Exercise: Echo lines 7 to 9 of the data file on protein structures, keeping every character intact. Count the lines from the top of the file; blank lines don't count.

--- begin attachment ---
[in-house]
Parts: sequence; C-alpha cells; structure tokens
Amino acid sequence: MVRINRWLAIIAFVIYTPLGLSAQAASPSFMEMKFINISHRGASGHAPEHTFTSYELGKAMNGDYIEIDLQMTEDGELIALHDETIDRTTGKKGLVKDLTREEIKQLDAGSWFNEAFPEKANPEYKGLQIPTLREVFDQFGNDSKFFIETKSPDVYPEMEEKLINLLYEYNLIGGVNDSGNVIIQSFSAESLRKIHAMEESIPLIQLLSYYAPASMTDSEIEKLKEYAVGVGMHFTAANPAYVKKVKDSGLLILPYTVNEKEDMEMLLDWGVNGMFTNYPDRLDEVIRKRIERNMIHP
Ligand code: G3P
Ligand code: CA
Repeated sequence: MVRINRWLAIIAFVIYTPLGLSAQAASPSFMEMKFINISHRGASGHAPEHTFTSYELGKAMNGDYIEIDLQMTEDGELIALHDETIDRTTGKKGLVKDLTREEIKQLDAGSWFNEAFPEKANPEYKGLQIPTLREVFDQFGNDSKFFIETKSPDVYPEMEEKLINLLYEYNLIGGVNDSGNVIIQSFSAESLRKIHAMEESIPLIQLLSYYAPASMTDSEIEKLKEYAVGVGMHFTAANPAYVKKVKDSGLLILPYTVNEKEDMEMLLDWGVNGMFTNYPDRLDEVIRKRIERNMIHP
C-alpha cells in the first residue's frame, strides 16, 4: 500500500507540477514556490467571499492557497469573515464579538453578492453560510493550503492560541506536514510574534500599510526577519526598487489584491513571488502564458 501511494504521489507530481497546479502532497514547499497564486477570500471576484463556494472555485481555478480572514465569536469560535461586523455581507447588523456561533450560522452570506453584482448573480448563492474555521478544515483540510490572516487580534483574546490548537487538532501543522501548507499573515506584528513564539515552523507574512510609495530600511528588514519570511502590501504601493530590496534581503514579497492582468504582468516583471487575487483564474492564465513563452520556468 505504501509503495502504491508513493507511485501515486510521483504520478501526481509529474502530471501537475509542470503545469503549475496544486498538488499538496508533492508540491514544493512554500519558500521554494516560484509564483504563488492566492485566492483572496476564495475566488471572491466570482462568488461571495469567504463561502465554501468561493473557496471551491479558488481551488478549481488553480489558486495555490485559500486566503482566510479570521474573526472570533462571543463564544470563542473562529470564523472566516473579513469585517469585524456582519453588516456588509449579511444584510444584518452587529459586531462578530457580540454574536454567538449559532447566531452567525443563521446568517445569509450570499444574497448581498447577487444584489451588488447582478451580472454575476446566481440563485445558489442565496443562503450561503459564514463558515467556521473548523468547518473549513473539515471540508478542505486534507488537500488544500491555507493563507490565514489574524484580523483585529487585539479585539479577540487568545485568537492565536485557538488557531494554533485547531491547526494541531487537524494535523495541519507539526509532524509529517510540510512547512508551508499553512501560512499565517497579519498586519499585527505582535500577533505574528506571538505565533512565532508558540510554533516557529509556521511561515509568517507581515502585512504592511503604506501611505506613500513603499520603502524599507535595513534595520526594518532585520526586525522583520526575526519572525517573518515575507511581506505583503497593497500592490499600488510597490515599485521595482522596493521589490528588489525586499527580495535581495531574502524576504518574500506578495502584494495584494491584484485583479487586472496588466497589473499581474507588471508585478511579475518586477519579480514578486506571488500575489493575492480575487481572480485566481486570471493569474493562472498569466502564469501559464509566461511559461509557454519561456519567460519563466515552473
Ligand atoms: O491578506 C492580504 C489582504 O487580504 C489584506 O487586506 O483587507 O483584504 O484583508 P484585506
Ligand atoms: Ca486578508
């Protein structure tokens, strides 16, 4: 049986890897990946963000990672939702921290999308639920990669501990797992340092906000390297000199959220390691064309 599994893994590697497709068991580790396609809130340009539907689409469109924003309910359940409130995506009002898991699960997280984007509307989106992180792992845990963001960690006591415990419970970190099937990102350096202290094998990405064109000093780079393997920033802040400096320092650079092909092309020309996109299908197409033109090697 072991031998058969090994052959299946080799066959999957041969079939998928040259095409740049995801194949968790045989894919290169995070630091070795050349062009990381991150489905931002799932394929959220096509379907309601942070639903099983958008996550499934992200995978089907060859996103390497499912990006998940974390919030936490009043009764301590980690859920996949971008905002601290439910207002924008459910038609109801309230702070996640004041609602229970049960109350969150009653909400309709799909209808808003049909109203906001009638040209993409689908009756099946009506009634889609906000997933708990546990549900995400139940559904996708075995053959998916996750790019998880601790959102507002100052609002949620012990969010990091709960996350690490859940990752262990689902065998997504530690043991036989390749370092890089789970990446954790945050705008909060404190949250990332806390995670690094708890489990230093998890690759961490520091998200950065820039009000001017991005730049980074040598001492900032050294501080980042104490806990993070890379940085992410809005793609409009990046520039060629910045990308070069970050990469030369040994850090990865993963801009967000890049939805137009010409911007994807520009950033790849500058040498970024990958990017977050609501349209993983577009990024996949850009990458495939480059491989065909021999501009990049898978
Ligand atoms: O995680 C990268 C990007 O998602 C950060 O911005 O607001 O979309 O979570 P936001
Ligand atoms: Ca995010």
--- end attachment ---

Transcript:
C-alpha cells in the first residue's frame, strides 16, 4: 500500500507540477514556490467571499492557497469573515464579538453578492453560510493550503492560541506536514510574534500599510526577519526598487489584491513571488502564458 501511494504521489507530481497546479502532497514547499497564486477570500471576484463556494472555485481555478480572514465569536469560535461586523455581507447588523456561533450560522452570506453584482448573480448563492474555521478544515483540510490572516487580534483574546490548537487538532501543522501548507499573515506584528513564539515552523507574512510609495530600511528588514519570511502590501504601493530590496534581503514579497492582468504582468516583471487575487483564474492564465513563452520556468 505504501509503495502504491508513493507511485501515486510521483504520478501526481509529474502530471501537475509542470503545469503549475496544486498538488499538496508533492508540491514544493512554500519558500521554494516560484509564483504563488492566492485566492483572496476564495475566488471572491466570482462568488461571495469567504463561502465554501468561493473557496471551491479558488481551488478549481488553480489558486495555490485559500486566503482566510479570521474573526472570533462571543463564544470563542473562529470564523472566516473579513469585517469585524456582519453588516456588509449579511444584510444584518452587529459586531462578530457580540454574536454567538449559532447566531452567525443563521446568517445569509450570499444574497448581498447577487444584489451588488447582478451580472454575476446566481440563485445558489442565496443562503450561503459564514463558515467556521473548523468547518473549513473539515471540508478542505486534507488537500488544500491555507493563507490565514489574524484580523483585529487585539479585539479577540487568545485568537492565536485557538488557531494554533485547531491547526494541531487537524494535523495541519507539526509532524509529517510540510512547512508551508499553512501560512499565517497579519498586519499585527505582535500577533505574528506571538505565533512565532508558540510554533516557529509556521511561515509568517507581515502585512504592511503604506501611505506613500513603499520603502524599507535595513534595520526594518532585520526586525522583520526575526519572525517573518515575507511581506505583503497593497500592490499600488510597490515599485521595482522596493521589490528588489525586499527580495535581495531574502524576504518574500506578495502584494495584494491584484485583479487586472496588466497589473499581474507588471508585478511579475518586477519579480514578486506571488500575489493575492480575487481572480485566481486570471493569474493562472498569466502564469501559464509566461511559461509557454519561456519567460519563466515552473
Ligand atoms: O491578506 C492580504 C489582504 O487580504 C489584506 O487586506 O483587507 O483584504 O484583508 P484585506
Ligand atoms: Ca486578508